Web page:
Greenhouse gas emissions of waste management processes and options : a case study

de la Barrera, Belen and Hooda, Peter S. (2016) Greenhouse gas emissions of waste management processes and options : a case study. Waste Management & Research, 34(7), pp. 658-665. ISSN (print) 0734-242X

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Abstract

Increasing concern about climate change is prompting organisations to mitigate their greenhouse gas emissions. Waste management activities also contribute to greenhouse gas emissions. In the waste management sector, there has been an increasing diversion of waste sent to landfill, with much emphasis on recycling and reuse to prevent emissions. This study evaluates the carbon footprint of the different processes involved in waste management systems, considering the entire waste management stream. Waste management data from the Royal Borough of Kingston upon Thames, London (UK), was used to estimate the carbon footprint for its (Royal Borough of Kingston upon Thames) current source segregation system. Second, modelled full and partial co-mingling scenarios were used to estimate carbon emissions from these proposed waste management approaches. The greenhouse gas emissions from the entire waste management system at Royal Borough of Kingston upon Thames were 12,347 t CO2e for the source-segregated scenario, and 11,907 t CO2e for the partial co-mingled model. These emissions amount to 203.26 kg CO2e t(-1) and 196.02 kg CO2e t(-1) municipal solid waste for source-segregated and partial co-mingled, respectively. The change from a source segregation fleet to a partial co-mingling fleet reduced the emissions, at least partly owing to a change in the number and type of vehicles.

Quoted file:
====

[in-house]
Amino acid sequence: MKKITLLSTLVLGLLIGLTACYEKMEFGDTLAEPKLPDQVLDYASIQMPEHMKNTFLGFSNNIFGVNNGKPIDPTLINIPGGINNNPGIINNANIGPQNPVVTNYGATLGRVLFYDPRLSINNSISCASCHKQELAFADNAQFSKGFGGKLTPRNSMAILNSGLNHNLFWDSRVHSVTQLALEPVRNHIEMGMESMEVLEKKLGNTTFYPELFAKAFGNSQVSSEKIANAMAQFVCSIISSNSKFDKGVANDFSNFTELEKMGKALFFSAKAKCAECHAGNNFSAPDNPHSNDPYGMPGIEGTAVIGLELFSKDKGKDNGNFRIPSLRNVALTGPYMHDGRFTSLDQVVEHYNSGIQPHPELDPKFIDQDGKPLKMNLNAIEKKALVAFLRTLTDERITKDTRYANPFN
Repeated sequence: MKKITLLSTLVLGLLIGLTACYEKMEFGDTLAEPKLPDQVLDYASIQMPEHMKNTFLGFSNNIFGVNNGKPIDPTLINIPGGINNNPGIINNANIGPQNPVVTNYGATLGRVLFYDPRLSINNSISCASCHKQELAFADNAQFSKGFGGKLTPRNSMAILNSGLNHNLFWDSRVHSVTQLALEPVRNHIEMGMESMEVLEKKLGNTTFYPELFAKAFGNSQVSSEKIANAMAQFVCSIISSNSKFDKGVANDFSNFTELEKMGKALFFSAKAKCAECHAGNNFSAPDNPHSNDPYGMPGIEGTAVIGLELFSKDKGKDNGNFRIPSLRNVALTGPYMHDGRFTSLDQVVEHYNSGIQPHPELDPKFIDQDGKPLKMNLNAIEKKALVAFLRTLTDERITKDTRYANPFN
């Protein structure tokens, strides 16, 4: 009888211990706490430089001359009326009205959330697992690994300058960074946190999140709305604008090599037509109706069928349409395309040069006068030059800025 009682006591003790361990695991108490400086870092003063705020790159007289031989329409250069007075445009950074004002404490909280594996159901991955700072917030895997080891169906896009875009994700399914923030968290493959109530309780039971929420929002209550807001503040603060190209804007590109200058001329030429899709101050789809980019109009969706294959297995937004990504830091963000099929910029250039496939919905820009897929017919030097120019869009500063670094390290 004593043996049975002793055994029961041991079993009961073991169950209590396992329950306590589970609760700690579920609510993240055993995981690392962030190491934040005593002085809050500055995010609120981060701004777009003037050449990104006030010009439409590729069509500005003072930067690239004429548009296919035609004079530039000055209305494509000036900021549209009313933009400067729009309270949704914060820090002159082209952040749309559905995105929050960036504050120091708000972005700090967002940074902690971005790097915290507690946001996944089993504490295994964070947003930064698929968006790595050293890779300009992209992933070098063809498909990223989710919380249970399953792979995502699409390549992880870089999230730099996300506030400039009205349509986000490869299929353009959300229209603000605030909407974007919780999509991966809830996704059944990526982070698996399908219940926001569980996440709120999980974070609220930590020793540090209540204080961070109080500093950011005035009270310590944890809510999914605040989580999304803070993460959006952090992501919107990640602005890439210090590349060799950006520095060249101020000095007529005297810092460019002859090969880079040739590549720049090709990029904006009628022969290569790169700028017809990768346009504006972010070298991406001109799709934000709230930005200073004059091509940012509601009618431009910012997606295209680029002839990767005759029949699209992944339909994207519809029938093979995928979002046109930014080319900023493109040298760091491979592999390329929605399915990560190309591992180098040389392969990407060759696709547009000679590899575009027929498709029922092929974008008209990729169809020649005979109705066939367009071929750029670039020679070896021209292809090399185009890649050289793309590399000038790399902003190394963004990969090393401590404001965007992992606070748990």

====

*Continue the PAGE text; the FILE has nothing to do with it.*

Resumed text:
Item Type: Article
Research Area: Geography and environmental studies
Faculty, School or Research Centre: Faculty of Science, Engineering and Computing
Faculty of Science, Engineering and Computing > School of Civil Engineering and Construction
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Depositing User: Automatic Import Agent
Date Deposited: 01 Jul 2016 20:52
Last Modified: 22 Sep 2016 10:21
URI: http://eprints.kingston.ac.uk/id/eprint/35228

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